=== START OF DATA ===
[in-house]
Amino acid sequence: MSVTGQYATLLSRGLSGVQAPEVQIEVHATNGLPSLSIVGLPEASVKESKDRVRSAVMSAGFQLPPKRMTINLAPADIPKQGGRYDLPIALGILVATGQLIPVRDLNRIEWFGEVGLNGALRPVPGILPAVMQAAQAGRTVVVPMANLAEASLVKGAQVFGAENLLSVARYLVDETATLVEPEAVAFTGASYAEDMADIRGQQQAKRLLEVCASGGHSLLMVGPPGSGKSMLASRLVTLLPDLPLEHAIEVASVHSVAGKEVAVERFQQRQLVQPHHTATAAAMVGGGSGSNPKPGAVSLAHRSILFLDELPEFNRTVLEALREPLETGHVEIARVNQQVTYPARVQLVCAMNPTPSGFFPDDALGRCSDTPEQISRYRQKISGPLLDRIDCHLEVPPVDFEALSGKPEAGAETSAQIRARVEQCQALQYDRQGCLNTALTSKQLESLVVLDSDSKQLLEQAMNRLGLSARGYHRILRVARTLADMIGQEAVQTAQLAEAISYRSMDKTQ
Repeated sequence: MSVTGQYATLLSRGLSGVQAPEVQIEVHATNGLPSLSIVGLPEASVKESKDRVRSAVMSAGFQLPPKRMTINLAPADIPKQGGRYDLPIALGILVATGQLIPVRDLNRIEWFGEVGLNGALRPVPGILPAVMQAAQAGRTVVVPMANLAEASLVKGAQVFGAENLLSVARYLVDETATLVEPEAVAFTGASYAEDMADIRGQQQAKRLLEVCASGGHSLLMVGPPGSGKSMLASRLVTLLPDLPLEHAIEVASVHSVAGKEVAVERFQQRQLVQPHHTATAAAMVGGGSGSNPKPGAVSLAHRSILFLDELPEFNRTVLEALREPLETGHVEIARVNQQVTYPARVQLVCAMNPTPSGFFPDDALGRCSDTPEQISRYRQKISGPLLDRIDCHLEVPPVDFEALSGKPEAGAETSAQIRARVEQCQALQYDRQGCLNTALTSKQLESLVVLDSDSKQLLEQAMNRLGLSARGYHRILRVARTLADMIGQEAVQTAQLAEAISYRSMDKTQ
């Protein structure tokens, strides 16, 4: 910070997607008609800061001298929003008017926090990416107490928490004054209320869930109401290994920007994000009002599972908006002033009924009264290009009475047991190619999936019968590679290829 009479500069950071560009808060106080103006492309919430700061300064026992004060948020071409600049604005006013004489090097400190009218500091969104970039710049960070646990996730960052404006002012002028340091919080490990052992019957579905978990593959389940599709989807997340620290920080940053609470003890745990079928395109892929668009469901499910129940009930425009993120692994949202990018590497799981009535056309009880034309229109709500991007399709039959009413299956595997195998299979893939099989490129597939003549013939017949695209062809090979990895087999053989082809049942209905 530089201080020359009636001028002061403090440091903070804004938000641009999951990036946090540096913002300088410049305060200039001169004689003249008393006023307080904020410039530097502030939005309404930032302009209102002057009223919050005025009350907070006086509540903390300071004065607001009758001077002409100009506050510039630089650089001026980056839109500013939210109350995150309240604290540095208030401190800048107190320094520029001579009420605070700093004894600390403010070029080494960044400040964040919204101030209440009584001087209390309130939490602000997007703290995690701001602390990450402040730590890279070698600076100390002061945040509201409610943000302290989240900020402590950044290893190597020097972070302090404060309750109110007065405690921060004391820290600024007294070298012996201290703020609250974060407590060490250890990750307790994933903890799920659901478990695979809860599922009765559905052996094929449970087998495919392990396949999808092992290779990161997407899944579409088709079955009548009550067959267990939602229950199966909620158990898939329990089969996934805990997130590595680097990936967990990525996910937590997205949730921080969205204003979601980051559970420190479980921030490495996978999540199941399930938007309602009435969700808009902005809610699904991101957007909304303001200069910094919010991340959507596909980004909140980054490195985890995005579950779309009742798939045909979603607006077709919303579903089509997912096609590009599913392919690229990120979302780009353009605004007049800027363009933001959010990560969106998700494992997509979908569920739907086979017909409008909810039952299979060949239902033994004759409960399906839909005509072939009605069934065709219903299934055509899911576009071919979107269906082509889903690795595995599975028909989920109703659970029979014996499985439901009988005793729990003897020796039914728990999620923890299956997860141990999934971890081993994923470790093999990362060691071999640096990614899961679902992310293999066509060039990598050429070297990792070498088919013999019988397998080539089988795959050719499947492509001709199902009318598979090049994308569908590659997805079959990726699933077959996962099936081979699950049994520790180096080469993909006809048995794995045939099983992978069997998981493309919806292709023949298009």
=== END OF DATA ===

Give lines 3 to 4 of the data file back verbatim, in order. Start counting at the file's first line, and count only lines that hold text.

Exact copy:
Repeated sequence: MSVTGQYATLLSRGLSGVQAPEVQIEVHATNGLPSLSIVGLPEASVKESKDRVRSAVMSAGFQLPPKRMTINLAPADIPKQGGRYDLPIALGILVATGQLIPVRDLNRIEWFGEVGLNGALRPVPGILPAVMQAAQAGRTVVVPMANLAEASLVKGAQVFGAENLLSVARYLVDETATLVEPEAVAFTGASYAEDMADIRGQQQAKRLLEVCASGGHSLLMVGPPGSGKSMLASRLVTLLPDLPLEHAIEVASVHSVAGKEVAVERFQQRQLVQPHHTATAAAMVGGGSGSNPKPGAVSLAHRSILFLDELPEFNRTVLEALREPLETGHVEIARVNQQVTYPARVQLVCAMNPTPSGFFPDDALGRCSDTPEQISRYRQKISGPLLDRIDCHLEVPPVDFEALSGKPEAGAETSAQIRARVEQCQALQYDRQGCLNTALTSKQLESLVVLDSDSKQLLEQAMNRLGLSARGYHRILRVARTLADMIGQEAVQTAQLAEAISYRSMDKTQ
């Protein structure tokens, strides 16, 4: 910070997607008609800061001298929003008017926090990416107490928490004054209320869930109401290994920007994000009002599972908006002033009924009264290009009475047991190619999936019968590679290829 009479500069950071560009808060106080103006492309919430700061300064026992004060948020071409600049604005006013004489090097400190009218500091969104970039710049960070646990996730960052404006002012002028340091919080490990052992019957579905978990593959389940599709989807997340620290920080940053609470003890745990079928395109892929668009469901499910129940009930425009993120692994949202990018590497799981009535056309009880034309229109709500991007399709039959009413299956595997195998299979893939099989490129597939003549013939017949695209062809090979990895087999053989082809049942209905 530089201080020359009636001028002061403090440091903070804004938000641009999951990036946090540096913002300088410049305060200039001169004689003249008393006023307080904020410039530097502030939005309404930032302009209102002057009223919050005025009350907070006086509540903390300071004065607001009758001077002409100009506050510039630089650089001026980056839109500013939210109350995150309240604290540095208030401190800048107190320094520029001579009420605070700093004894600390403010070029080494960044400040964040919204101030209440009584001087209390309130939490602000997007703290995690701001602390990450402040730590890279070698600076100390002061945040509201409610943000302290989240900020402590950044290893190597020097972070302090404060309750109110007065405690921060004391820290600024007294070298012996201290703020609250974060407590060490250890990750307790994933903890799920659901478990695979809860599922009765559905052996094929449970087998495919392990396949999808092992290779990161997407899944579409088709079955009548009550067959267990939602229950199966909620158990898939329990089969996934805990997130590595680097990936967990990525996910937590997205949730921080969205204003979601980051559970420190479980921030490495996978999540199941399930938007309602009435969700808009902005809610699904991101957007909304303001200069910094919010991340959507596909980004909140980054490195985890995005579950779309009742798939045909979603607006077709919303579903089509997912096609590009599913392919690229990120979302780009353009605004007049800027363009933001959010990560969106998700494992997509979908569920739907086979017909409008909810039952299979060949239902033994004759409960399906839909005509072939009605069934065709219903299934055509899911576009071919979107269906082509889903690795595995599975028909989920109703659970029979014996499985439901009988005793729990003897020796039914728990999620923890299956997860141990999934971890081993994923470790093999990362060691071999640096990614899961679902992310293999066509060039990598050429070297990792070498088919013999019988397998080539089988795959050719499947492509001709199902009318598979090049994308569908590659997805079959990726699933077959996962099936081979699950049994520790180096080469993909006809048995794995045939099983992978069997998981493309919806292709023949298009």